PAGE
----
[/code]
    Also each record must be specifically be created using the New() statement.
  • dolev9dolev9 Posts: 147Member
    could be that althought it uses 2 bits it takes a whole byte for this.
    i checked it on boolean and i think i taken 1 byte for a every part of the array.
    check this out
    array[1..x]of boolean


    you can check their size using sizeof function.

    type
    My2bit = (b00,b01);
    bitarray=array[1..40] of my2bit;
    boolarray=array[1..40]of boolean;

    begin
    writeln(sizeof(bitarray));
    writeln(sizeof(boolarray));

    {hopefully each 1 will take 5 bytes and not 40...}

    good luck
    dolev

  • zibadianzibadian Posts: 6,349Member
    : could be that althought it uses 2 bits it takes a whole byte for this.
    : i checked it on boolean and i think i taken 1 byte for a every part of the array.
    : check this out
    : array[1..x]of boolean
    :
    :
    : you can check their size using sizeof function.
    :
    : type
    : My2bit = (b00,b01);
    : bitarray=array[1..40] of my2bit;
    : boolarray=array[1..40]of boolean;
    :
    : begin
    : writeln(sizeof(bitarray));
    : writeln(sizeof(boolarray));
    :
    : {hopefully each 1 will take 5 bytes and not 40...}
    :
    : good luck
    : dolev
    :
    :
    Each array will take 40 bytes, because the smallest memory unit pascal can handle is the byte. If you truely want to have just 2 bits, then you need to cast the array like this:
    [code]
    My2Bits: array[1..10] of byte;
    [/code]
    and use the various bitwise logical operators to get the bits. For example the following code will get the first 2 bits of the first element:
    [code]
    First2Bits := My2Bits[1] and $03;
    [/code]
  • Phat NatPhat Nat Posts: 757Member
    The other possiblilty (if you are being space conscious) would be to have a record that contains an array of 10 bytes & a pointer and then use functions to simplify searching.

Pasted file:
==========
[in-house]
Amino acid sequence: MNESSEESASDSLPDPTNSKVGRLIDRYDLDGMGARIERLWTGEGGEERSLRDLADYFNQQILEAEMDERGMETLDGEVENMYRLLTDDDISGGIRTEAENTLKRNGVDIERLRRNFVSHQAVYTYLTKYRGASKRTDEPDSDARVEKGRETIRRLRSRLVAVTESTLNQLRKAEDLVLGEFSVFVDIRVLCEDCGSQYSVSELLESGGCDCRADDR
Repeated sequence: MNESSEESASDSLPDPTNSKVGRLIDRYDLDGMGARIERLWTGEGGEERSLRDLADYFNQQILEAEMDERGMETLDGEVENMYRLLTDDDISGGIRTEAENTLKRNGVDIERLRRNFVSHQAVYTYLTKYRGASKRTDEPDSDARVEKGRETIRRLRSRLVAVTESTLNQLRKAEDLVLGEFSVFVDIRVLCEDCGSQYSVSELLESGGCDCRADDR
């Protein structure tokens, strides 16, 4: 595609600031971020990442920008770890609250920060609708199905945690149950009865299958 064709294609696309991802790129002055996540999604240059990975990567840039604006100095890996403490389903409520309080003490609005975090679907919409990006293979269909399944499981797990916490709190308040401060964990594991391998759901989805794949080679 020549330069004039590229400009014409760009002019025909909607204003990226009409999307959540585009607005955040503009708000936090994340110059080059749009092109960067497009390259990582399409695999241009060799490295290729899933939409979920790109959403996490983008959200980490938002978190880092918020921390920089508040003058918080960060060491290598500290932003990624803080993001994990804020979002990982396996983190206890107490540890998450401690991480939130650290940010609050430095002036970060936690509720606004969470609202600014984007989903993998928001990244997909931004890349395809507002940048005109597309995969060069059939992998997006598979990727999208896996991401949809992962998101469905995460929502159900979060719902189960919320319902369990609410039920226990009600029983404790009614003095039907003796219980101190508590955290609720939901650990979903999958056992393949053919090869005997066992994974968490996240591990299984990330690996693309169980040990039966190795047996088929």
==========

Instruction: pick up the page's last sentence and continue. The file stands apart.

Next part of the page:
[code]
    TYPE
    MyBits = record
    Bits : Array[0..9] Of Byte;
    Next : Pointer;
    End;
    MyBitsPtr = ^MyBits;

    VAR
    Start : Pointer;
    Current : Pointer;
    Last : Pointer;

    PROCEDURE GetNewRecord;
    VAR
    NewRec : Pointer;
    Begin
    NewRec := New(MyBitsPtr);
    If Start = nil then
    Begin
    Start := NewRec;
    Current := Start;
    Last := Start;
    End
    ELSE
    Begin
    Last^.Next := NewRec
    Last := Last^.Next;
    End;
    Last^.Next := Nil;
    End;

    PROCEDURE DisposeRecords;
    Begin
    Current := Start;
    While Current^.Next <> Nil Do
    Begin
    Current := Current^.Next;
    Dispose(Start);
    Start := Current;
    End;
    If Start <> nil Then Dispose(Start);
    Start := nil;
    Current := nil;
    Last := nil;
    End;

    FUNCTION Get2Bit(Num : Word);
    Begin
    {Blah blah blah}
    End;

    FUNCTION GetNext2Bit;
    Begin
    {Blah blah blah}
    End;

    FUNCTION SetNext2Bit(Bits : Byte); { Or SetNext2bit(Bit1,Bit2 : Boolean);
    Begin
    {Blah blah blah}
    End;

    Begin
    GetNewRecord;
    DisposeRecords;
    End.
    [/code]

    This would allow eighty 2-bits variables for each record and also allow for expansion at the cost of only 14 bytes of memory for each.
    You could also expanded this to hold more in one record since the pointer is currently taking up almost 1/3 of the allocated memory.

    Phat Nat
  • netgertnetgert Posts: 331Member
    :
    : hi everyone,
    :
    : i would be really greatefull if anybody can solve these 3 pproblems of mine :
    :
    : 1. I want to make a type in pascal whose size should be only 2 bits, so that there will be only 4 possible values for it(00,01,10,11).
    :
    : 2. Next i want to make an array of this type.
    :
    : 3. The important thing is i want to set the size of the array at runtime.
    :
    : waiting eagerly for replies..thanking in anticipation
    :
    you can't use only 2 bits, however if you use 2 bits you can pack 4 of those values into one byte
    the bytes needed for n values of size 2 bits is n*2/8 rounded towards positive infinity (aka Ceil()) or this code: